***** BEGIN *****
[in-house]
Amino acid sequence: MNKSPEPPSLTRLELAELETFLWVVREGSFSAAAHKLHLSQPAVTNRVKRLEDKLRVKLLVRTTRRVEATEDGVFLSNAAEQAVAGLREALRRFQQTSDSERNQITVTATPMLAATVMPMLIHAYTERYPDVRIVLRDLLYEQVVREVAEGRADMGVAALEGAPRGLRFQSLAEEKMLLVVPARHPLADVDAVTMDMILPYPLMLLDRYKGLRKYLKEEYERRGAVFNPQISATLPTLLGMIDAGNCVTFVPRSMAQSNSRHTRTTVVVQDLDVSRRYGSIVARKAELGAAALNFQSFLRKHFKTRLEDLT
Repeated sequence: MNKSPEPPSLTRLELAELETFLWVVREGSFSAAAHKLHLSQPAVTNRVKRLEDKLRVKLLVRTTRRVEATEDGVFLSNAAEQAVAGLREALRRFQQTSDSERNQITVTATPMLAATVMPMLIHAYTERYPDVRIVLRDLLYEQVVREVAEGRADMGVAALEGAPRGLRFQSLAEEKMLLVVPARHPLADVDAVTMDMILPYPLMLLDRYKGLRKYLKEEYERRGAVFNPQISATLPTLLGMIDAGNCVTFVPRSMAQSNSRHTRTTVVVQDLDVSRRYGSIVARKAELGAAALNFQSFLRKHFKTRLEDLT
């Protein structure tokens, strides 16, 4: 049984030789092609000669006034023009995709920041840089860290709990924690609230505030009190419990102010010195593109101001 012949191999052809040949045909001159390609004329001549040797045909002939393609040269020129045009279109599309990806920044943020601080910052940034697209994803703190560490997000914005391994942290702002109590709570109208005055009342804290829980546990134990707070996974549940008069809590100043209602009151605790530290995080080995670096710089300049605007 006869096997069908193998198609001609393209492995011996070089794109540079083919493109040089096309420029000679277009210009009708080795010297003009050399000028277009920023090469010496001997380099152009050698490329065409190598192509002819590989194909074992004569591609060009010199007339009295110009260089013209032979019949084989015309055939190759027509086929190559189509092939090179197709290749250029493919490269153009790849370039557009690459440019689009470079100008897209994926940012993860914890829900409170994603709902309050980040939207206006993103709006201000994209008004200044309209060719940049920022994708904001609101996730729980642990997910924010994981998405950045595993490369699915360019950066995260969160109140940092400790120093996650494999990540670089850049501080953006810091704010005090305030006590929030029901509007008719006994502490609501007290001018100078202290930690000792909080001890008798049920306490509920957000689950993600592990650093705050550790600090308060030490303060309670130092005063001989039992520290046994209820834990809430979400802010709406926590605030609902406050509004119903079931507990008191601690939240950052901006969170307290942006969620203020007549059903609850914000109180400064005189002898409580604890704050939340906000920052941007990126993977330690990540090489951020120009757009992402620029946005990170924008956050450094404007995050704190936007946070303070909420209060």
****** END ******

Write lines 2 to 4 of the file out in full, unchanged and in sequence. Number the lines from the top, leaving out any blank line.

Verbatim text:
Amino acid sequence: MNKSPEPPSLTRLELAELETFLWVVREGSFSAAAHKLHLSQPAVTNRVKRLEDKLRVKLLVRTTRRVEATEDGVFLSNAAEQAVAGLREALRRFQQTSDSERNQITVTATPMLAATVMPMLIHAYTERYPDVRIVLRDLLYEQVVREVAEGRADMGVAALEGAPRGLRFQSLAEEKMLLVVPARHPLADVDAVTMDMILPYPLMLLDRYKGLRKYLKEEYERRGAVFNPQISATLPTLLGMIDAGNCVTFVPRSMAQSNSRHTRTTVVVQDLDVSRRYGSIVARKAELGAAALNFQSFLRKHFKTRLEDLT
Repeated sequence: MNKSPEPPSLTRLELAELETFLWVVREGSFSAAAHKLHLSQPAVTNRVKRLEDKLRVKLLVRTTRRVEATEDGVFLSNAAEQAVAGLREALRRFQQTSDSERNQITVTATPMLAATVMPMLIHAYTERYPDVRIVLRDLLYEQVVREVAEGRADMGVAALEGAPRGLRFQSLAEEKMLLVVPARHPLADVDAVTMDMILPYPLMLLDRYKGLRKYLKEEYERRGAVFNPQISATLPTLLGMIDAGNCVTFVPRSMAQSNSRHTRTTVVVQDLDVSRRYGSIVARKAELGAAALNFQSFLRKHFKTRLEDLT
């Protein structure tokens, strides 16, 4: 049984030789092609000669006034023009995709920041840089860290709990924690609230505030009190419990102010010195593109101001 012949191999052809040949045909001159390609004329001549040797045909002939393609040269020129045009279109599309990806920044943020601080910052940034697209994803703190560490997000914005391994942290702002109590709570109208005055009342804290829980546990134990707070996974549940008069809590100043209602009151605790530290995080080995670096710089300049605007 006869096997069908193998198609001609393209492995011996070089794109540079083919493109040089096309420029000679277009210009009708080795010297003009050399000028277009920023090469010496001997380099152009050698490329065409190598192509002819590989194909074992004569591609060009010199007339009295110009260089013209032979019949084989015309055939190759027509086929190559189509092939090179197709290749250029493919490269153009790849370039557009690459440019689009470079100008897209994926940012993860914890829900409170994603709902309050980040939207206006993103709006201000994209008004200044309209060719940049920022994708904001609101996730729980642990997910924010994981998405950045595993490369699915360019950066995260969160109140940092400790120093996650494999990540670089850049501080953006810091704010005090305030006590929030029901509007008719006994502490609501007290001018100078202290930690000792909080001890008798049920306490509920957000689950993600592990650093705050550790600090308060030490303060309670130092005063001989039992520290046994209820834990809430979400802010709406926590605030609902406050509004119903079931507990008191601690939240950052901006969170307290942006969620203020007549059903609850914000109180400064005189002898409580604890704050939340906000920052941007990126993977330690990540090489951020120009757009992402620029946005990170924008956050450094404007995050704190936007946070303070909420209060």